P 103  “…learned in my psychology lecture class, it had become a technique to discredit ‘rebellious’ individuals by suggesting that they were mentally ill–emotionally unstable.

P 109  “My invisibility was like a magic coat that kept me warm but also compounded my loneliness.”

P 114  “…it seemed that once again without thinking I had insufficiently held myself back.”

P 159  “Can you still love someone whose face you are forgetting?  Whose voice you can no longer hear?”

P 165  “The punishment of Exile is loneliness.  There is no state more terrifying than loneliness though you would not think so, when you are not lonely; when you are secure in ‘your’ life.”

P 166  “Theirs was a profound sorrow, all the more piteous for being mute.”

P 177  “…my personality is naturally ‘subversive’–that’s to say, skeptical–and ‘questioning of authority.'”

P 180  “I felt particularly sorry for this elderly gentleman who seemed, like a species of underground mole, to have spent his entire professional life in a burrow, to no purpose.”

P 187  “Originality, subtlety, and skepticism were not valued.  The more you knew of the material, the more complexity you saw in it, and so the more difficult it often was to provide a simple, crude answer…Only in essays could you hope to be original–but in essays you could also sabotage your own chances.”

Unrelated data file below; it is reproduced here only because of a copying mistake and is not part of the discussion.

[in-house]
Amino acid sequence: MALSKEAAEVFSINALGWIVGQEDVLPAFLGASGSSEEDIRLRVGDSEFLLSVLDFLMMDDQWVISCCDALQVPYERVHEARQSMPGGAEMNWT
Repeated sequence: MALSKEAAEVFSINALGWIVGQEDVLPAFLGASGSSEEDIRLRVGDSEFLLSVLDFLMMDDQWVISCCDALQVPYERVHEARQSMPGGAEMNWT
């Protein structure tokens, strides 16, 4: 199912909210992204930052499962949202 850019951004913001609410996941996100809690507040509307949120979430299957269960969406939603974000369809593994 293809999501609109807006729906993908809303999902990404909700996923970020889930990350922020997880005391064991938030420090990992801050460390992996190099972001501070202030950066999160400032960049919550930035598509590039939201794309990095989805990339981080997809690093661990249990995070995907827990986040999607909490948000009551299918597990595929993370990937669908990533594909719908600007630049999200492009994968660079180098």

P 196  “…(he) regarded me with a  quizzical sort of admiration.  You could see he was a man who like being surprised.  In a lowered voice, though no one was likely to overhear us, he said, ‘You’ll get used to intellectual ‘insult,’ my dear.'”

P 222  “…it’s pretty suffocating here–our ‘hotbed of mediocrity.'”

P 223  “…I’d been moody, sad, angry, even despondent–so trapped by the perimeters of my life…unable to comprehend the complexities…”

P 228  “It was a surprise to him…to discover music that was labyrinthine like thinking and feeling commingled.  Music that didn’t need to be deafening to penetrate the soul.”

P 232  “No one so vindictive as those who’ve been co-opted by the enemy.  For much of their energy is fueled by shame.”

P 245  “…the somber wisdom I’d acquired…You can live a life even if it is not the life you would have chosen.  You can live breath by breath.  You can live.

P 248  “I felt trapped, as in a child’s cartoon-world…had a name for it–intellectual insult…There is terror in such revelations.  You can’t be deceived.  You can’t ‘suspend disbelief.’  You are trapped inside your own head.”